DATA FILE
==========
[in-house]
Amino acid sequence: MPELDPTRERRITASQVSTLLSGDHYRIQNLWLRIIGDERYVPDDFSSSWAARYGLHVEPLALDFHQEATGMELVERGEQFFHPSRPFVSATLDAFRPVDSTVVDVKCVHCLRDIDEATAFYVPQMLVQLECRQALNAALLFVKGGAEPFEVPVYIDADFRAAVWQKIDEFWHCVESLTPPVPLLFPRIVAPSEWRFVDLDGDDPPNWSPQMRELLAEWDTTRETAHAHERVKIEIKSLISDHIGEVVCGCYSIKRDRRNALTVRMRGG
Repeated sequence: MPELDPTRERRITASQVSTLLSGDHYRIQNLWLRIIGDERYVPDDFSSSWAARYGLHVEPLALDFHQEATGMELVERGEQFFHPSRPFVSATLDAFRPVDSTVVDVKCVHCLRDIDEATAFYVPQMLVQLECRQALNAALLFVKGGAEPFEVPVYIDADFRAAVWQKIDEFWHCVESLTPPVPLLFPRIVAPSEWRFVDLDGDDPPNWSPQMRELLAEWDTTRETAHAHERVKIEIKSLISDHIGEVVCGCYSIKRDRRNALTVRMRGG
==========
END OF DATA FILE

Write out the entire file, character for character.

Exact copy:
[in-house]
Amino acid sequence: MPELDPTRERRITASQVSTLLSGDHYRIQNLWLRIIGDERYVPDDFSSSWAARYGLHVEPLALDFHQEATGMELVERGEQFFHPSRPFVSATLDAFRPVDSTVVDVKCVHCLRDIDEATAFYVPQMLVQLECRQALNAALLFVKGGAEPFEVPVYIDADFRAAVWQKIDEFWHCVESLTPPVPLLFPRIVAPSEWRFVDLDGDDPPNWSPQMRELLAEWDTTRETAHAHERVKIEIKSLISDHIGEVVCGCYSIKRDRRNALTVRMRGG
Repeated sequence: MPELDPTRERRITASQVSTLLSGDHYRIQNLWLRIIGDERYVPDDFSSSWAARYGLHVEPLALDFHQEATGMELVERGEQFFHPSRPFVSATLDAFRPVDSTVVDVKCVHCLRDIDEATAFYVPQMLVQLECRQALNAALLFVKGGAEPFEVPVYIDADFRAAVWQKIDEFWHCVESLTPPVPLLFPRIVAPSEWRFVDLDGDDPPNWSPQMRELLAEWDTTRETAHAHERVKIEIKSLISDHIGEVVCGCYSIKRDRRNALTVRMRGG